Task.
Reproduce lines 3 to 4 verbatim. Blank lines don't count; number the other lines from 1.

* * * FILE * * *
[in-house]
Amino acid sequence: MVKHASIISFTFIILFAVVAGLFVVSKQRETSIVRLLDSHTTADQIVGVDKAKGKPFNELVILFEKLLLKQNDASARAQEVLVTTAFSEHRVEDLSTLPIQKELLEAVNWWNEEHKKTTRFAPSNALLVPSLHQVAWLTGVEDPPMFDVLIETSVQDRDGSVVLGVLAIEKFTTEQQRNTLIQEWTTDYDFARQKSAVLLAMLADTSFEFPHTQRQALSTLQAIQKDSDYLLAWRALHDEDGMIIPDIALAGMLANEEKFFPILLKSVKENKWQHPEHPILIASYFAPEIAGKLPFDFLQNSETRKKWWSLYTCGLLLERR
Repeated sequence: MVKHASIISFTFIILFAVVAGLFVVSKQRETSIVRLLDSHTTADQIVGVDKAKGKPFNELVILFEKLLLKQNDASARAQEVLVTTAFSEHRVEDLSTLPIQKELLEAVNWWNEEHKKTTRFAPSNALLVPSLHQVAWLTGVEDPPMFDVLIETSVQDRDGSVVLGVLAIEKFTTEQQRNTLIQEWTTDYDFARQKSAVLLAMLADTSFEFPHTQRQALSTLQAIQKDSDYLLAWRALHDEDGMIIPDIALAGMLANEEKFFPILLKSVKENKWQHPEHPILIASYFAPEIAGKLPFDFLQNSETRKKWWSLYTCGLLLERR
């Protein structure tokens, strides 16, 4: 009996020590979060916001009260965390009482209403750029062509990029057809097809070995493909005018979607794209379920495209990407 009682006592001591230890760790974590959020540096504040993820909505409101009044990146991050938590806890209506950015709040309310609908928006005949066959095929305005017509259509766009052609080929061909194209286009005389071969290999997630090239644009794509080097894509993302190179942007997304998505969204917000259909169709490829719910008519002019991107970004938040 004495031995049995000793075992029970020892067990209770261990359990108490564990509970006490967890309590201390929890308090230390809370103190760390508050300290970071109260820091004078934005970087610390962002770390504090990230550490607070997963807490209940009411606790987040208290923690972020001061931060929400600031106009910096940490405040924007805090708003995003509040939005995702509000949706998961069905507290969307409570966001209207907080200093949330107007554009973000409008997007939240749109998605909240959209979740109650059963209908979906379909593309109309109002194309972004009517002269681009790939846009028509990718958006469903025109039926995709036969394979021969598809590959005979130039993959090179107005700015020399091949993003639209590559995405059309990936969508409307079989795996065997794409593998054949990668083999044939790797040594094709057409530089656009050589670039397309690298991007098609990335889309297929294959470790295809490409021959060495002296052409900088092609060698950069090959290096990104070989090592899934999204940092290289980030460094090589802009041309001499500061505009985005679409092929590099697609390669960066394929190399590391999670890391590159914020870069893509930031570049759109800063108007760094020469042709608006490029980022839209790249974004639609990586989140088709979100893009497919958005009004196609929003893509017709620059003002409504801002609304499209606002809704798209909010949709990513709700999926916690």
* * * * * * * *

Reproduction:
Repeated sequence: MVKHASIISFTFIILFAVVAGLFVVSKQRETSIVRLLDSHTTADQIVGVDKAKGKPFNELVILFEKLLLKQNDASARAQEVLVTTAFSEHRVEDLSTLPIQKELLEAVNWWNEEHKKTTRFAPSNALLVPSLHQVAWLTGVEDPPMFDVLIETSVQDRDGSVVLGVLAIEKFTTEQQRNTLIQEWTTDYDFARQKSAVLLAMLADTSFEFPHTQRQALSTLQAIQKDSDYLLAWRALHDEDGMIIPDIALAGMLANEEKFFPILLKSVKENKWQHPEHPILIASYFAPEIAGKLPFDFLQNSETRKKWWSLYTCGLLLERR
């Protein structure tokens, strides 16, 4: 009996020590979060916001009260965390009482209403750029062509990029057809097809070995493909005018979607794209379920495209990407 009682006592001591230890760790974590959020540096504040993820909505409101009044990146991050938590806890209506950015709040309310609908928006005949066959095929305005017509259509766009052609080929061909194209286009005389071969290999997630090239644009794509080097894509993302190179942007997304998505969204917000259909169709490829719910008519002019991107970004938040 004495031995049995000793075992029970020892067990209770261990359990108490564990509970006490967890309590201390929890308090230390809370103190760390508050300290970071109260820091004078934005970087610390962002770390504090990230550490607070997963807490209940009411606790987040208290923690972020001061931060929400600031106009910096940490405040924007805090708003995003509040939005995702509000949706998961069905507290969307409570966001209207907080200093949330107007554009973000409008997007939240749109998605909240959209979740109650059963209908979906379909593309109309109002194309972004009517002269681009790939846009028509990718958006469903025109039926995709036969394979021969598809590959005979130039993959090179107005700015020399091949993003639209590559995405059309990936969508409307079989795996065997794409593998054949990668083999044939790797040594094709057409530089656009050589670039397309690298991007098609990335889309297929294959470790295809490409021959060495002296052409900088092609060698950069090959290096990104070989090592899934999204940092290289980030460094090589802009041309001499500061505009985005679409092929590099697609390669960066394929190399590391999670890391590159914020870069893509930031570049759109800063108007760094020469042709608006490029980022839209790249974004639609990586989140088709979100893009497919958005009004196609929003893509017709620059003002409504801002609304499209606002809704798209909010949709990513709700999926916690």